First Patient Dosed With Novel Combo in Prostate Cancer Trial

A novel combination is being tested in patients with prostate cancer.

The first patient has been dosed in a phase 1/2 trial evaluating a novel treatment combination of gotistobart (BNT316/ONC-392) and Pluvicto (lutetium Lu 177 vipivotide tetraxetan) in certain patients with prostate cancer, according to a news release from OncoC4, Inc., one of the manufacturing companies of gotistobart.

In specific, the phase 1/2 PRESERVE-006 trial is currently evaluating the safety and efficacy (how well treatment works) of the gotistobart-Pluvicto regimen. The patient population includes individuals with metastatic castration-resistant prostate cancer (mCRPC) who experienced disease progression (worsening or spreading of cancer) on an androgen receptor pathway inhibitor, the release reported.

Pluvicto is a type of radioactive drug that treats patients with prostate-specific membrane antigen (PSMA)-positive prostate cancer, which has spread to other parts of the body and does not respond to treatments that lower levels of testosterone, according to the National Cancer Institut. The drug binds to the protein PSMA and provides radiation that destroys present cancer cells.

Gotistobart is a novel next-generation anti-CTLA-4 antibody, developed and manufactured by both OncoC4 and BioNTech, the news release noted. The drug binds to the immune checkpoint receptor CTLA-4, which may block the growth of cancer cells and may destroy them, the release defined.

The phase 1/2 trial included 144 patients throughout 20 sites within the U.S., according to, in which patients were randomized into two treatment arms. The two arms include one where patients receive the gotistobart-Pluvicto combination, and the other arm treats patients with only Pluvicto.

“Advances in the treatment of mCRPC have demonstrated improved outcomes, but a high unmet need remains for additional well-tolerated targeted therapies that can further extend survival in these patients. We look forward to evaluating [gotistobart] in combination with radioligand therapy with the aim to further improve outcomes for patients with this advanced stage of disease,” Dr. David R. Wise, director of the Perlmutter Cancer Center at NYU Langone Health and principal investigator of the phase 1/2 trial, said in the news release.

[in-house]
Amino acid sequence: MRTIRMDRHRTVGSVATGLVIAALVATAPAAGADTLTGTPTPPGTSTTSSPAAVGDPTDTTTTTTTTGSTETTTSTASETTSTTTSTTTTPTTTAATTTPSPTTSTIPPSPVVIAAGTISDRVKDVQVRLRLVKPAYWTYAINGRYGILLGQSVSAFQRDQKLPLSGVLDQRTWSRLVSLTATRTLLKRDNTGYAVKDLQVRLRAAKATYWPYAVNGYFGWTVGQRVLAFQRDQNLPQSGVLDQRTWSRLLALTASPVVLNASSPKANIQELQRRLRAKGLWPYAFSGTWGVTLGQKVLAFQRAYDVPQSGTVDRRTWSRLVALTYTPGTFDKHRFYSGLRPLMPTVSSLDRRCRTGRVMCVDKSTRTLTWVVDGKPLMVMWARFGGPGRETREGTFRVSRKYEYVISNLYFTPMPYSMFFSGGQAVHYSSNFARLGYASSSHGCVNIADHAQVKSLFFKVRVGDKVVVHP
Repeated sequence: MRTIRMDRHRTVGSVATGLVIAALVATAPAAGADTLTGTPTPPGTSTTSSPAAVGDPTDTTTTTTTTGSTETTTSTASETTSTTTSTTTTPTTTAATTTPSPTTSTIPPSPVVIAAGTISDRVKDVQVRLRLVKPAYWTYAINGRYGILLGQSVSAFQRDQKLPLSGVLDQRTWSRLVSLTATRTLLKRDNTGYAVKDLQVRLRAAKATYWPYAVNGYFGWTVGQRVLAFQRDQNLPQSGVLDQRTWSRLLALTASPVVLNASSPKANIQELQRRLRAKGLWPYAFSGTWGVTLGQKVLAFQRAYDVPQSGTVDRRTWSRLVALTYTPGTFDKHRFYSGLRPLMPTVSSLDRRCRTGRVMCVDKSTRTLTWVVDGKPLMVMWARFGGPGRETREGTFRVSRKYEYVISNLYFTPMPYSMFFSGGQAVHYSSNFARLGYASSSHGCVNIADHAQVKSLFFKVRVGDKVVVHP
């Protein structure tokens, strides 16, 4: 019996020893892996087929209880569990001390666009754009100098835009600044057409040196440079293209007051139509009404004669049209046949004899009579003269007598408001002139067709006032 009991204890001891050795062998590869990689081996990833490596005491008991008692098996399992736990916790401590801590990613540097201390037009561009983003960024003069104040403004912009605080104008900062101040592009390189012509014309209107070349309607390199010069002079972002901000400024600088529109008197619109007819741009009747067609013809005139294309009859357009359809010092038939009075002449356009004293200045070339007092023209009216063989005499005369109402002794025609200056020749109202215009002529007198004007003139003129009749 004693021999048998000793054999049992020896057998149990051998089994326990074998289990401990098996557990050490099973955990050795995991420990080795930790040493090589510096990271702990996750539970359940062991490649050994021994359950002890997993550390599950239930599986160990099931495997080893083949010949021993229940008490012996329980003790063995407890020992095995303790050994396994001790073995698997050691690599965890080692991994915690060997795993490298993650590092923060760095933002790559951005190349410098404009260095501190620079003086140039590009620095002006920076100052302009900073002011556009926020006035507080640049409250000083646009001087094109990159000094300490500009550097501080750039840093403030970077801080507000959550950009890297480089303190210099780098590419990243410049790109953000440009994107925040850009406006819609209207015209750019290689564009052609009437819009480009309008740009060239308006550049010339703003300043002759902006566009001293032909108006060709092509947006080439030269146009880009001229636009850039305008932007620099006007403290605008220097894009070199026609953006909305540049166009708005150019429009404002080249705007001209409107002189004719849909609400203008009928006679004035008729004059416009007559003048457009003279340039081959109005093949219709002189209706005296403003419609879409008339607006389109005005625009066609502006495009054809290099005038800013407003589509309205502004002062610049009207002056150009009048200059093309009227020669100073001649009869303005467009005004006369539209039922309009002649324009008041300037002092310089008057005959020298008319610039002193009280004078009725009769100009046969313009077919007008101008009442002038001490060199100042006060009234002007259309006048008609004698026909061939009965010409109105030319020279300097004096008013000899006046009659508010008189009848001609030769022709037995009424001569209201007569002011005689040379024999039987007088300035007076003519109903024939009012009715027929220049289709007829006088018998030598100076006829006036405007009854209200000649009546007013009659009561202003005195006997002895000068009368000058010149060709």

READ MORE: Drug Shortage of Prostate Cancer Treatment Pluvicto Resolved, FDA Finds

In phase 2 of the trial, the researchers plan to evaluate safety along with efficacy in patients with castration-resistant prostate cancer who had PSMA-positive scans and experienced progression after receiving androgen receptor-targeted drugs. This patient population also did not previously receive Pluvicto, the news release reported.

The primary endpoint (result measured at the end of a study to see if treatment worked) for this portion of the trial will also evaluate whether the gotistobart-Pluvicto regimen will increase progression-free survival (time patients live without their cancer worsening or spreading), compared with standard-of-care, the release stated.

According to, the study began on Dec. 11, 2023, and is expected to complete on June 30, 2027.

Pluvicto was first approved by the FDA in March 2022 for patients with PSMA-positive metastatic castration-resistant prostate cancer, which offered a new treatment option for this patient population that could prolong survival, an expert previously said.

“This therapy is truly a targeted therapy. The radioactive Lu-177 molecules that are a part of Pluvicto [hone] into the tumors,” explained Dr. Richard Wahl, president of the Society of Nuclear Medicine and Molecular Imaging and director of the Mallinckrodt Institute of Radiology at Washington University School of Medicine, in a past interview with CURE®.

“This new nuclear medicine therapy is offered to patients who have developed cancers that are resistant to hormonal therapy and who have received taxane-based chemotherapy but whose cancer has still progressed.”

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